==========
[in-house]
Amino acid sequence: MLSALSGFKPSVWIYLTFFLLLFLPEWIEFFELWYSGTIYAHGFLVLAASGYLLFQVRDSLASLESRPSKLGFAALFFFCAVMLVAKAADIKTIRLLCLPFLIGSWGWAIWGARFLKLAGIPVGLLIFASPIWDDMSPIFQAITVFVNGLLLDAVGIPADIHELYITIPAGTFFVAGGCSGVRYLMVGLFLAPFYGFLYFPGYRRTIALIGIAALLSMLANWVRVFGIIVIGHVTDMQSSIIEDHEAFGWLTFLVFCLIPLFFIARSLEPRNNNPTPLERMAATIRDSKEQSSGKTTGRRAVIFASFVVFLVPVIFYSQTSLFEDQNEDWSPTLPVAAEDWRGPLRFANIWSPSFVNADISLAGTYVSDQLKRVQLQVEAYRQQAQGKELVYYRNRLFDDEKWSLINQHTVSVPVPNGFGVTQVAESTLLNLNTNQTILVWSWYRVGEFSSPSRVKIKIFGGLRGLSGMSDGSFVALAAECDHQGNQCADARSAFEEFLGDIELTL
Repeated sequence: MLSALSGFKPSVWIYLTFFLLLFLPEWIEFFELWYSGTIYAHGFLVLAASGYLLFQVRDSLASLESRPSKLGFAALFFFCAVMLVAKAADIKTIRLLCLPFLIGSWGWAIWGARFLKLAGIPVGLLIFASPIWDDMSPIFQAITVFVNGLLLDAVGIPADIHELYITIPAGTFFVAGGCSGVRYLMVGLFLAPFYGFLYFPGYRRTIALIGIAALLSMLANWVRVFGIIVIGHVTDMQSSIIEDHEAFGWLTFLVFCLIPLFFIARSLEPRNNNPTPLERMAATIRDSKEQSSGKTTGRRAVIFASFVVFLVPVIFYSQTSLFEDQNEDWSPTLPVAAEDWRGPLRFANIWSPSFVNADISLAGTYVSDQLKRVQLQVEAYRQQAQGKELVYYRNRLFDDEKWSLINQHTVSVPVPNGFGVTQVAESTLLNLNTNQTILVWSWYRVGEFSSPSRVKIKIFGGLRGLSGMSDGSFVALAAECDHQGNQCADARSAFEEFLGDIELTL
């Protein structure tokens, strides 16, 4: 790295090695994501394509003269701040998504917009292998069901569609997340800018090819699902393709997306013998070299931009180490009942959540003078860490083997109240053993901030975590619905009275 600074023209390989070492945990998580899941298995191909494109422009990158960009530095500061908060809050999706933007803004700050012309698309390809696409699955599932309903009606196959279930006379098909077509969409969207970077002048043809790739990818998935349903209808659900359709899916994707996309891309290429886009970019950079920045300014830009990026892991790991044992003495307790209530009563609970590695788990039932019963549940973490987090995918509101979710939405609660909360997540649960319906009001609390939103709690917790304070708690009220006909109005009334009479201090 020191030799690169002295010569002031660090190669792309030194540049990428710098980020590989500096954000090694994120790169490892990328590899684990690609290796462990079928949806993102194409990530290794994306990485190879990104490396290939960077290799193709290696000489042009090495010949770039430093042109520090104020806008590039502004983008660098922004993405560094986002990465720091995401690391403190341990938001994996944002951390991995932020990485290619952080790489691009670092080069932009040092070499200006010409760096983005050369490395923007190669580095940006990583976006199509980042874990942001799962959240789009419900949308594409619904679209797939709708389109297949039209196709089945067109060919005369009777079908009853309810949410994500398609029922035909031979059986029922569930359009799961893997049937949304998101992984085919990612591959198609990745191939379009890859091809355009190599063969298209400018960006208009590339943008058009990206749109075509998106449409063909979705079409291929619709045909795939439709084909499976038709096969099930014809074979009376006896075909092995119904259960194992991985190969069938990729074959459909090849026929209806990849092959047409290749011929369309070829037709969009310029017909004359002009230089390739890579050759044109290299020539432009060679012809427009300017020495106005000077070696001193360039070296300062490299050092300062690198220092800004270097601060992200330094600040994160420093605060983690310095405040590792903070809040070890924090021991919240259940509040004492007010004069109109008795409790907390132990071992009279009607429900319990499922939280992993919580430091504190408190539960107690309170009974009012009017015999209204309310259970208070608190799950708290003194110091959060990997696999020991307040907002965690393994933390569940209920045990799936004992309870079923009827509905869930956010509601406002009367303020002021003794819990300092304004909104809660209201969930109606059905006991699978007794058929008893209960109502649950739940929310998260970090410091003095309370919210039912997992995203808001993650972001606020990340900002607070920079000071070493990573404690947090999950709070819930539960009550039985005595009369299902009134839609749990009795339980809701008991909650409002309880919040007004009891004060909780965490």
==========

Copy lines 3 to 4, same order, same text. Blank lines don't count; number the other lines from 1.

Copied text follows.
Repeated sequence: MLSALSGFKPSVWIYLTFFLLLFLPEWIEFFELWYSGTIYAHGFLVLAASGYLLFQVRDSLASLESRPSKLGFAALFFFCAVMLVAKAADIKTIRLLCLPFLIGSWGWAIWGARFLKLAGIPVGLLIFASPIWDDMSPIFQAITVFVNGLLLDAVGIPADIHELYITIPAGTFFVAGGCSGVRYLMVGLFLAPFYGFLYFPGYRRTIALIGIAALLSMLANWVRVFGIIVIGHVTDMQSSIIEDHEAFGWLTFLVFCLIPLFFIARSLEPRNNNPTPLERMAATIRDSKEQSSGKTTGRRAVIFASFVVFLVPVIFYSQTSLFEDQNEDWSPTLPVAAEDWRGPLRFANIWSPSFVNADISLAGTYVSDQLKRVQLQVEAYRQQAQGKELVYYRNRLFDDEKWSLINQHTVSVPVPNGFGVTQVAESTLLNLNTNQTILVWSWYRVGEFSSPSRVKIKIFGGLRGLSGMSDGSFVALAAECDHQGNQCADARSAFEEFLGDIELTL
């Protein structure tokens, strides 16, 4: 790295090695994501394509003269701040998504917009292998069901569609997340800018090819699902393709997306013998070299931009180490009942959540003078860490083997109240053993901030975590619905009275 600074023209390989070492945990998580899941298995191909494109422009990158960009530095500061908060809050999706933007803004700050012309698309390809696409699955599932309903009606196959279930006379098909077509969409969207970077002048043809790739990818998935349903209808659900359709899916994707996309891309290429886009970019950079920045300014830009990026892991790991044992003495307790209530009563609970590695788990039932019963549940973490987090995918509101979710939405609660909360997540649960319906009001609390939103709690917790304070708690009220006909109005009334009479201090 020191030799690169002295010569002031660090190669792309030194540049990428710098980020590989500096954000090694994120790169490892990328590899684990690609290796462990079928949806993102194409990530290794994306990485190879990104490396290939960077290799193709290696000489042009090495010949770039430093042109520090104020806008590039502004983008660098922004993405560094986002990465720091995401690391403190341990938001994996944002951390991995932020990485290619952080790489691009670092080069932009040092070499200006010409760096983005050369490395923007190669580095940006990583976006199509980042874990942001799962959240789009419900949308594409619904679209797939709708389109297949039209196709089945067109060919005369009777079908009853309810949410994500398609029922035909031979059986029922569930359009799961893997049937949304998101992984085919990612591959198609990745191939379009890859091809355009190599063969298209400018960006208009590339943008058009990206749109075509998106449409063909979705079409291929619709045909795939439709084909499976038709096969099930014809074979009376006896075909092995119904259960194992991985190969069938990729074959459909090849026929209806990849092959047409290749011929369309070829037709969009310029017909004359002009230089390739890579050759044109290299020539432009060679012809427009300017020495106005000077070696001193360039070296300062490299050092300062690198220092800004270097601060992200330094600040994160420093605060983690310095405040590792903070809040070890924090021991919240259940509040004492007010004069109109008795409790907390132990071992009279009607429900319990499922939280992993919580430091504190408190539960107690309170009974009012009017015999209204309310259970208070608190799950708290003194110091959060990997696999020991307040907002965690393994933390569940209920045990799936004992309870079923009827509905869930956010509601406002009367303020002021003794819990300092304004909104809660209201969930109606059905006991699978007794058929008893209960109502649950739940929310998260970090410091003095309370919210039912997992995203808001993650972001606020990340900002607070920079000071070493990573404690947090999950709070819930539960009550039985005595009369299902009134839609749990009795339980809701008991909650409002309880919040007004009891004060909780965490």